O’Brien won’t run any horse in both Irish and Epsom Derbies
Coronavirus situation means the two big races take place within a week of each other
Ryan Moore wins on Mogul in last year’s KPMG Champions Juvenile Stakes. Photo: Morgan Treacy/Inpho
Aidan O’Brien has said his Derby plans in this unprecedented classic campaign are currently “up in the air” but has ruled out any horse running in both the Curragh and Epsom Derbies.
The coronavirus emergency has provoked the novel situation of this Saturday’s Dubai Duty Free Irish Derby taking place first, a week before Epsom which has had to be pushed back by a month.
With little prospect of an overseas-based runner travelling to the Curragh, it means Ireland’s premier classic is likely to be a domestic only affair and O’Brien appears to hold a very powerful hand as he pursues a 14th success in the race.
The top of most ante-post lists is dominated by Ballydoyle with the Irish 2,000 Guineas runner up Vatican City as low as 11-4 favourite to go one better in the Curragh Derby.
However, the regally-bred colt is also a general 16-1 shot in betting for Epsom where his Royal Ascot winning stable companion Russian Emperor is as low as 8-1.
The highly rated Mogul could finish only fourth on his reappearance in last week’s King Edward VII Stakes at Royal Ascot and also features in betting for both Derbies.
With an apparent dearth of potential Derby contenders elsewhere in Ireland the question of how O’Brien divides up his resources will have a crucial impact on the Curragh race in particular.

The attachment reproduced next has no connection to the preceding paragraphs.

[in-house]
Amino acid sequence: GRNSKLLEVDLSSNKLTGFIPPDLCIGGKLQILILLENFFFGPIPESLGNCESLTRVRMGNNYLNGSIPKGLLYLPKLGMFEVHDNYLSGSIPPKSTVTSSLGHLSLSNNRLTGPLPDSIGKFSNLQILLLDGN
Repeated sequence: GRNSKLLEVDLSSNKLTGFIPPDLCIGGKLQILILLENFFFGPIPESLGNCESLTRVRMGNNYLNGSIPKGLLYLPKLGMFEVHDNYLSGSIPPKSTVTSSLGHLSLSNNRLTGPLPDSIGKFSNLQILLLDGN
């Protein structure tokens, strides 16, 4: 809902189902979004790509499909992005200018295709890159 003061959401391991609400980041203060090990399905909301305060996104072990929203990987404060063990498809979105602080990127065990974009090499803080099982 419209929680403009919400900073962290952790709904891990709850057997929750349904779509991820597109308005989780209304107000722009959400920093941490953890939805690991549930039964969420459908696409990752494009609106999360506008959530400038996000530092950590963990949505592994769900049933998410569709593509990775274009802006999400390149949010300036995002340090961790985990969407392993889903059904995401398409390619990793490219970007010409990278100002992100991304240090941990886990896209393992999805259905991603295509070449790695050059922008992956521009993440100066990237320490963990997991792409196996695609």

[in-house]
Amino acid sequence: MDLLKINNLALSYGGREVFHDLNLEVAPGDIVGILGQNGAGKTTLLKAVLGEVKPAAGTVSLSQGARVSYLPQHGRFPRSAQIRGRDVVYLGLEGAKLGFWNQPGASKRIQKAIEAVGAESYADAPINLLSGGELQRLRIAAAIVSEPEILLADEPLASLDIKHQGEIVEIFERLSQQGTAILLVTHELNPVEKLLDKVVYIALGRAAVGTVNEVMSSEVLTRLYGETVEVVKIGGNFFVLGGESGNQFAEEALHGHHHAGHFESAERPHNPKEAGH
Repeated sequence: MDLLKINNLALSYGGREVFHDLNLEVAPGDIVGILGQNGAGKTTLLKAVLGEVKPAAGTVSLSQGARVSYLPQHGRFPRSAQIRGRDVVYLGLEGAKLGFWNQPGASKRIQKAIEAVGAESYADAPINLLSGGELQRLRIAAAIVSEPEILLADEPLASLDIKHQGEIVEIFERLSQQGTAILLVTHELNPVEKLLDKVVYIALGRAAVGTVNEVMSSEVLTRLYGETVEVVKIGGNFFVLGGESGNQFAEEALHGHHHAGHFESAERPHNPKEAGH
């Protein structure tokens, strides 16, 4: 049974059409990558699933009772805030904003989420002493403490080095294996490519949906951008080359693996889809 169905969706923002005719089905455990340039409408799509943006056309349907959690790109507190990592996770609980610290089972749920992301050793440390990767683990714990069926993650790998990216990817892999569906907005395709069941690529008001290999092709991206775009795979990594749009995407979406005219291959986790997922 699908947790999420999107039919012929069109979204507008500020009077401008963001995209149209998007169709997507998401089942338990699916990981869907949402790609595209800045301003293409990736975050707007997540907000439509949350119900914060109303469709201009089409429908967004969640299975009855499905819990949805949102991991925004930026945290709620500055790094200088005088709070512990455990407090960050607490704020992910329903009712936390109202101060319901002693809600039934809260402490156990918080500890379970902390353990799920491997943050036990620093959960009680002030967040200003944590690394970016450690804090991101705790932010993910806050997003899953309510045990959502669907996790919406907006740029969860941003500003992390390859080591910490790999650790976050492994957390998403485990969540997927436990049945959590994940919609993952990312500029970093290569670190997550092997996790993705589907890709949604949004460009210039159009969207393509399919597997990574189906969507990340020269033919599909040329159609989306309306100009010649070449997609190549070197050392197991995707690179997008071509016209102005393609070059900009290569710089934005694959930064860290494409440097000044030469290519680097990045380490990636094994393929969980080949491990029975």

“It’s kind of up in the air but it is very important and we will support it well as we always do,” Ireland’s champion trainer said on Sunday.
“We will have to see about Mogul and how he is. He’s only back in the last week. It might come too quick because he got tired.
“There are other horses that ran in the (Irish) Guineas and is it going to come too soon for them. If they’re back in time they can go to the Curragh. But if they need another week they can go to Epsom. It’s very open at the moment,” he added.
The picture is likely to become more clear after Tuesday’s acceptance stage for the Curragh.
One potential contender is Joseph O’Brien’s unbeaten Crossfirehurricane who was impressive when winning the Gallinule Stakes just over a week ago.
However O’Brien, who saddled the 2018 Irish Derby winner Latrobe, and won it twice as a jockey on Australia and Camelot, suggested afterwards he may keep the American bred at a mile and a quarter for the Tattersalls Gold Cup.
A series of gallops at Ballydoyle on Tuesday morning may play a decisive role in any decision by O’Brien although he has ruled out any horse doubling up at both the Curragh and Epsom.
“Horses couldn’t do the two. I suppose the split would be that the more mile and a half horses could go to the Curragh. The horses that would be lucky to get a mile and a half would go to Epsom, or something like that. There is also the French Derby the day after Epsom,” O’Brien said on Sunday.
As a full brother to the Guineas winners Churchill and Marvellous, Vatican City could fall into the latter category although he ran on noticeably well in the Irish Guineas when best of the Ballydoyle team behind Siskin. Armory was slightly hampered in that race when fourth.
Monday sees the return of the National Hunt game in Ireland after three weeks of flat action since racing’s resumption.
Limerick hosts an eight-race card starting at 4.10 where decent ground could see Gavin Cromwell’s Bentham get off the mark over flights in the opener.
Gordon Elliott has made nine declarations for Limerick and Battle Of Wills in particular looks to hold leading claims in a conditions hurdle.
Elliott also runs four at Monday’s flat fixture in Roscommon although Bigbadandbeautiful can maintain the jumping theme in the concluding maiden.
The triple-bumper winning mare started odds-on for the Grade Two bumper at the Dublin Racing Festival but disappointed in fourth behind her stable companion Darling Daughter.
She looks to have enough class to be more than competitive dropping back to a mile and a quarter.